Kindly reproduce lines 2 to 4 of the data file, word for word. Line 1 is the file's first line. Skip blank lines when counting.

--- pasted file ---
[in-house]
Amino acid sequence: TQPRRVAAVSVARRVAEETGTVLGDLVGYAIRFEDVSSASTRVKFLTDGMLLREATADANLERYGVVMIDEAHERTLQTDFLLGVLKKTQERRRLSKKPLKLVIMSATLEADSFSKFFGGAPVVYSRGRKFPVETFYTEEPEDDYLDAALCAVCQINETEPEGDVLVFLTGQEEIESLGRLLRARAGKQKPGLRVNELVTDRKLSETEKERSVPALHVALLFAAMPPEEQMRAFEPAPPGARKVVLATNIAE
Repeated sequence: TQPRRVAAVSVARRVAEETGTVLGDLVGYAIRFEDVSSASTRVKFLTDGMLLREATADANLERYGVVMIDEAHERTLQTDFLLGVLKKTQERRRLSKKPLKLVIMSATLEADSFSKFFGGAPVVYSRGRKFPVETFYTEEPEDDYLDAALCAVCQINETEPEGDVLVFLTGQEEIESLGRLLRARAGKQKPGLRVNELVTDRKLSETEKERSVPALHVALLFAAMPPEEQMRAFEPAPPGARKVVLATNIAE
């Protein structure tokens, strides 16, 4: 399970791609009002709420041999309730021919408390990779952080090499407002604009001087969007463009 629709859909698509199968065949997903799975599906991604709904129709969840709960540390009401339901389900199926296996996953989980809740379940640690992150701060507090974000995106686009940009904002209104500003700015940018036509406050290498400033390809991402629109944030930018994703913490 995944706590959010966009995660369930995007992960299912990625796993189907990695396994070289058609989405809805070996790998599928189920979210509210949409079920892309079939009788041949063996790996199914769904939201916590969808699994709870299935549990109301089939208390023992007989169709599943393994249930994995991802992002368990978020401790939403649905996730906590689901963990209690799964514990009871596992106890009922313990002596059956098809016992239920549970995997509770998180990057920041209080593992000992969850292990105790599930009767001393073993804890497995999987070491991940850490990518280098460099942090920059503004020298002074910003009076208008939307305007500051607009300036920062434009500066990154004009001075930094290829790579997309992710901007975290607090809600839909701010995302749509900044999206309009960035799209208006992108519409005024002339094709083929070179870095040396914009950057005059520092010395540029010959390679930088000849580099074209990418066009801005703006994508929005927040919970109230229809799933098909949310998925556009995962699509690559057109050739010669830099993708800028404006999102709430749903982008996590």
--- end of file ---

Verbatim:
Amino acid sequence: TQPRRVAAVSVARRVAEETGTVLGDLVGYAIRFEDVSSASTRVKFLTDGMLLREATADANLERYGVVMIDEAHERTLQTDFLLGVLKKTQERRRLSKKPLKLVIMSATLEADSFSKFFGGAPVVYSRGRKFPVETFYTEEPEDDYLDAALCAVCQINETEPEGDVLVFLTGQEEIESLGRLLRARAGKQKPGLRVNELVTDRKLSETEKERSVPALHVALLFAAMPPEEQMRAFEPAPPGARKVVLATNIAE
Repeated sequence: TQPRRVAAVSVARRVAEETGTVLGDLVGYAIRFEDVSSASTRVKFLTDGMLLREATADANLERYGVVMIDEAHERTLQTDFLLGVLKKTQERRRLSKKPLKLVIMSATLEADSFSKFFGGAPVVYSRGRKFPVETFYTEEPEDDYLDAALCAVCQINETEPEGDVLVFLTGQEEIESLGRLLRARAGKQKPGLRVNELVTDRKLSETEKERSVPALHVALLFAAMPPEEQMRAFEPAPPGARKVVLATNIAE
């Protein structure tokens, strides 16, 4: 399970791609009002709420041999309730021919408390990779952080090499407002604009001087969007463009 629709859909698509199968065949997903799975599906991604709904129709969840709960540390009401339901389900199926296996996953989980809740379940640690992150701060507090974000995106686009940009904002209104500003700015940018036509406050290498400033390809991402629109944030930018994703913490 995944706590959010966009995660369930995007992960299912990625796993189907990695396994070289058609989405809805070996790998599928189920979210509210949409079920892309079939009788041949063996790996199914769904939201916590969808699994709870299935549990109301089939208390023992007989169709599943393994249930994995991802992002368990978020401790939403649905996730906590689901963990209690799964514990009871596992106890009922313990002596059956098809016992239920549970995997509770998180990057920041209080593992000992969850292990105790599930009767001393073993804890497995999987070491991940850490990518280098460099942090920059503004020298002074910003009076208008939307305007500051607009300036920062434009500066990154004009001075930094290829790579997309992710901007975290607090809600839909701010995302749509900044999206309009960035799209208006992108519409005024002339094709083929070179870095040396914009950057005059520092010395540029010959390679930088000849580099074209990418066009801005703006994508929005927040919970109230229809799933098909949310998925556009995962699509690559057109050739010669830099993708800028404006999102709430749903982008996590």